How Two Small Business Owners Are Sparking Innovation

These Desjardins GoodSpark winners share how the grant will help transform their businesses
Top: Anna Hunter of Long Way Homestead and her family Bottom: Hilary Noack of Ink N Iron

Situated on 140 acres of land in Eastern Manitoba, sheep graze the farm where founder Anna Hunter, and her husband Luke, cultivate textile-quality wool that’s later processed in their on-site mill. At the heart of Hunter’s business, Long Way Homestead, is a belief that in building systems of farming that capitalize on our land and use resources in a more circular way, Canadian communities and economies will thrive. It’s this kind of innovative, sustainable thinking that won Hunter a $20,000 Desjardins GoodSpark Grant.

Today, most Canadian-grown wool is shipped overseas for processing, then returned to domestic companies for redistribution and sale. By meeting a need and offering a product that helps build a localized supply chain, Hunter’s work aims to bring Canadian wool farmers, local knitters, clothing manufacturers and textile artists closer together. But her work doesn’t end there. She has plans to develop a textile farming training program, which she’ll fund using the grant she received from the Desjardins GoodSpark Grant program.

This is Desjardins’s second year championing small businesses. This year, the company doubled the number of recipients and grant funds for a total of $3 million given to 150 small businesses that demonstrate a commitment to innovation, investment in their employees and sustainable development.

“Small businesses create new opportunities. They create jobs, develop innovative solutions to our challenges and they serve the needs of our communities. When our businesses succeed, so does the rest of the community,” says Guy Cormier, President and CEO of Desjardins Group. “I’m very proud of the GoodSpark Grants and the support we’re able to provide business owners who are making a positive impact on our society and economy.”

On Hunter’s family-owned-and-operated regenerative fibre farm, the founder says, “Wool is not seen as an agricultural commodity in Canada, it’s seen as a byproduct, so education for this type of work is often hard to come by.” Putting the GoodSpark Grant to use, Hunter says, “we’ll be providing enhanced training to our existing employees, and further developing our Field School training program to welcome newcomers into the business. Presently and historically, farming is not a diverse industry because it relies on access to land, capital and equipment. Our goal through this program is to remove barriers and increase access to this type of specialized training.”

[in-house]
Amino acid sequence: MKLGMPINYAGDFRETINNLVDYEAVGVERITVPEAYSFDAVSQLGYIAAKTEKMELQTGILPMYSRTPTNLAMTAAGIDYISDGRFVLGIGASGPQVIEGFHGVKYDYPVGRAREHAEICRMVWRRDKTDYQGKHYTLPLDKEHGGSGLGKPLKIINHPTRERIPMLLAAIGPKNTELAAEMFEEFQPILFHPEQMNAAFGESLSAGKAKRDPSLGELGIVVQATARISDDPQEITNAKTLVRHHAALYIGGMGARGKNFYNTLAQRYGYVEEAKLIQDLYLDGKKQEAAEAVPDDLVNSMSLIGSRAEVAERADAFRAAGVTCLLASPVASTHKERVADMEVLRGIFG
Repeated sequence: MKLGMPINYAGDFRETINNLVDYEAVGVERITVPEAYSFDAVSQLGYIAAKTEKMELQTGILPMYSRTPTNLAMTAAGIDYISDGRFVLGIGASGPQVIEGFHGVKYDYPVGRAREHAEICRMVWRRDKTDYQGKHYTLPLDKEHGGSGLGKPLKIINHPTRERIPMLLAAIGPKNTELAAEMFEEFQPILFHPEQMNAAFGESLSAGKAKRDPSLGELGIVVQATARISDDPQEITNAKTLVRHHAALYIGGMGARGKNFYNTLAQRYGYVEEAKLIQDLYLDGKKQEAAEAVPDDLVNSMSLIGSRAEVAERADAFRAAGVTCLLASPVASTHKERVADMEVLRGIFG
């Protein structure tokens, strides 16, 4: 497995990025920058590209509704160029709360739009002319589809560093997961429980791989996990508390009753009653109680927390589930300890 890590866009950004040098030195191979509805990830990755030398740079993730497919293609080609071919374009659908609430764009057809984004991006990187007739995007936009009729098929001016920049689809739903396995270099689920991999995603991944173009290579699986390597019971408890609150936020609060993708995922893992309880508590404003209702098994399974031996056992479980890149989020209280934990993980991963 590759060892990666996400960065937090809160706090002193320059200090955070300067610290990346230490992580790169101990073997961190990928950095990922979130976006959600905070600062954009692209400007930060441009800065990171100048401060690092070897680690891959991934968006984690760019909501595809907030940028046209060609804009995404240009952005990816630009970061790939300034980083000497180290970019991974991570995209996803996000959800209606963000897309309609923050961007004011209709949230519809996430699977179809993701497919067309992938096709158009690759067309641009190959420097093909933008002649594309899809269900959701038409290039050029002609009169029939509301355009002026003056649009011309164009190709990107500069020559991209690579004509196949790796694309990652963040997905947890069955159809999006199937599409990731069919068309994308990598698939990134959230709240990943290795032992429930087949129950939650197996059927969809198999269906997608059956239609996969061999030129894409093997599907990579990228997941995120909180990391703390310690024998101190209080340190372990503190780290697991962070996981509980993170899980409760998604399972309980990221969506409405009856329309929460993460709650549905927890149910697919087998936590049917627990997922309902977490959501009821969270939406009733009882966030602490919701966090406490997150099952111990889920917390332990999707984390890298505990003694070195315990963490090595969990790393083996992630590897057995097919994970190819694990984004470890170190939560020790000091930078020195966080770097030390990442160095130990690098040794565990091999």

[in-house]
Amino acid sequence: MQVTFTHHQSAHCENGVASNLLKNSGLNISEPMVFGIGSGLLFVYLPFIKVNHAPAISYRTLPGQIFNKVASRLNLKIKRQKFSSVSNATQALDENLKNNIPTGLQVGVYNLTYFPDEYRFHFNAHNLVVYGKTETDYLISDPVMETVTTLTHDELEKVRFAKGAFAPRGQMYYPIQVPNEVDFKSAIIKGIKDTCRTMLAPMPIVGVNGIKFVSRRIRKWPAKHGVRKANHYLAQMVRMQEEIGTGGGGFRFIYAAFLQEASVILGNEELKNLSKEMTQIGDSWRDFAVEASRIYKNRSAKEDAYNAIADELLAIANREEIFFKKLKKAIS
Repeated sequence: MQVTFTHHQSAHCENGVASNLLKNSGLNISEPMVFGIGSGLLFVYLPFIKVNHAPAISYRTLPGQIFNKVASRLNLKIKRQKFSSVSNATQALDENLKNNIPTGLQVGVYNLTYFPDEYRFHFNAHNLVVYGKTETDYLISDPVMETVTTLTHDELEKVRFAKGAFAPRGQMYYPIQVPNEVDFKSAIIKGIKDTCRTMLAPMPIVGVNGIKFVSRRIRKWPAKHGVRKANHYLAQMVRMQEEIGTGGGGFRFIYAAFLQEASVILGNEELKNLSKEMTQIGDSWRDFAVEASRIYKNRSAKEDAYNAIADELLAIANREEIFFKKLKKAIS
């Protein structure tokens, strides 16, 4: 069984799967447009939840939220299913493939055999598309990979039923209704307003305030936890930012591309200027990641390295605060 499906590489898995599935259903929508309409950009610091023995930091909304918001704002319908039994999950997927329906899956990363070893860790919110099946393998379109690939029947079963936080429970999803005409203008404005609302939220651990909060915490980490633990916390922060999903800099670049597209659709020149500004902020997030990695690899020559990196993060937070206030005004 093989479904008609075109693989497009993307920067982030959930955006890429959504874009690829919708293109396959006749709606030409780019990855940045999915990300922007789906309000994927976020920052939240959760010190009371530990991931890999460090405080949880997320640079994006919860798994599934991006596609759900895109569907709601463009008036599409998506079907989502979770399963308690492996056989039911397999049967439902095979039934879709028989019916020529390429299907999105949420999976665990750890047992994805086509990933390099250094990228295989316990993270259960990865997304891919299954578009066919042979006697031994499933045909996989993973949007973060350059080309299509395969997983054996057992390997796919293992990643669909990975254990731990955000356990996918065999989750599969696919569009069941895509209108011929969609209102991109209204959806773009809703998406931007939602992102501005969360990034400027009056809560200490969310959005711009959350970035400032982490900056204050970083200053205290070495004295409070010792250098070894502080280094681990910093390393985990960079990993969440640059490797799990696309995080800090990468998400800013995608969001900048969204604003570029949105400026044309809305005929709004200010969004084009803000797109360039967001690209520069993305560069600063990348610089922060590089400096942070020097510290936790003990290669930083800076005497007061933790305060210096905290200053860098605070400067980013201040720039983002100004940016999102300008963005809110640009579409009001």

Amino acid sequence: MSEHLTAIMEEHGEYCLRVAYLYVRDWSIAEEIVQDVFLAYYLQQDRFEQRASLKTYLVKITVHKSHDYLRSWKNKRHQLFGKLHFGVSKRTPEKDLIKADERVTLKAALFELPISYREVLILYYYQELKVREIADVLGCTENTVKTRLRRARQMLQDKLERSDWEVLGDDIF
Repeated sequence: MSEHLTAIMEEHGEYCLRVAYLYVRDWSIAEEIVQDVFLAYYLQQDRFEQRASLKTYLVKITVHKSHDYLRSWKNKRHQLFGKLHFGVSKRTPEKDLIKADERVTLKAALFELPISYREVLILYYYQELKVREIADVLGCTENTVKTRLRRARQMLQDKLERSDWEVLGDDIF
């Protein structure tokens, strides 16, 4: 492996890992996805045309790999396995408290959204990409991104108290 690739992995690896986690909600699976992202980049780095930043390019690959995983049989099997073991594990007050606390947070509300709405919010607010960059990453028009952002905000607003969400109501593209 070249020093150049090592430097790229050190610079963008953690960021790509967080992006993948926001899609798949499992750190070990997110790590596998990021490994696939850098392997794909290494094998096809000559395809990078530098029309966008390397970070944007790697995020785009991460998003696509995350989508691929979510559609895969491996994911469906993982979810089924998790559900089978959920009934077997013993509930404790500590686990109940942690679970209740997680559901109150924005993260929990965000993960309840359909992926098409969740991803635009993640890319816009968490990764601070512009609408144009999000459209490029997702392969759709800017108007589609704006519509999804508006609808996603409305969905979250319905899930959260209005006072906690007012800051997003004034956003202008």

About 2,000 kilometres east, in Oakville, Ontario, another Canadian business is finding a confident stride. “I applied to the GoodSpark Grant program on a whim,” says Ink N Iron shop owner Hilary Noack. “I was shocked and so excited to hear that we won.” The all-women autobody shop specializes in restoring classic cars and is a training ground for Canada’s next generation of highly skilled autobody specialists.

During her early years as an autobody tech and fabricator, the isolation of being a woman in a male-dominated industry made it difficult to imagine a future in the trade. “I had heard a lot of stories from other women in the industry who experienced harassment and rejection,” she says. “It’s ultimately what inspired me to open my own shop, in an effort to be that voice for a young girl who might want to do this one day.” Noack adds, “It’s about fighting for equal access because gender balance in the workplace is better for everyone.”

As a business that operates on the everyday use of machinery and materials, Ink N Iron’s plan for their grant funds includes a major investment and upgrade to existing equipment and personal protective equipment, as well as the revival of Noack’s pre-pandemic Shop Saturday training program. “It’s a really welcoming initiative where women from all backgrounds can come and try their hands at automotive work,” she says. “I think it’s amazing that grants like this exist, and I hope businesses will see it as a priority to apply in the future.”

“Desjardins is committed to supporting our businesses and entrepreneurs; it’s an important way for us to invest into the vitality of our communities,” says Guy Cormier, “The GoodSpark Grants are another testament to how important small businesses are in Canada and how much Desjardins believes in them to bolster our long-term social and economic success.”

Barriers for entry are low, with an emphasis on businesses that have projects aimed at one of the program’s key issues: sustainable development, employment and innovation. Shared prosperity is an essential part of Canada’s growth post-pandemic and onward, for Desjardins and businesses like Hunter’s and Noack’s, it’s a common goal with a world of potential.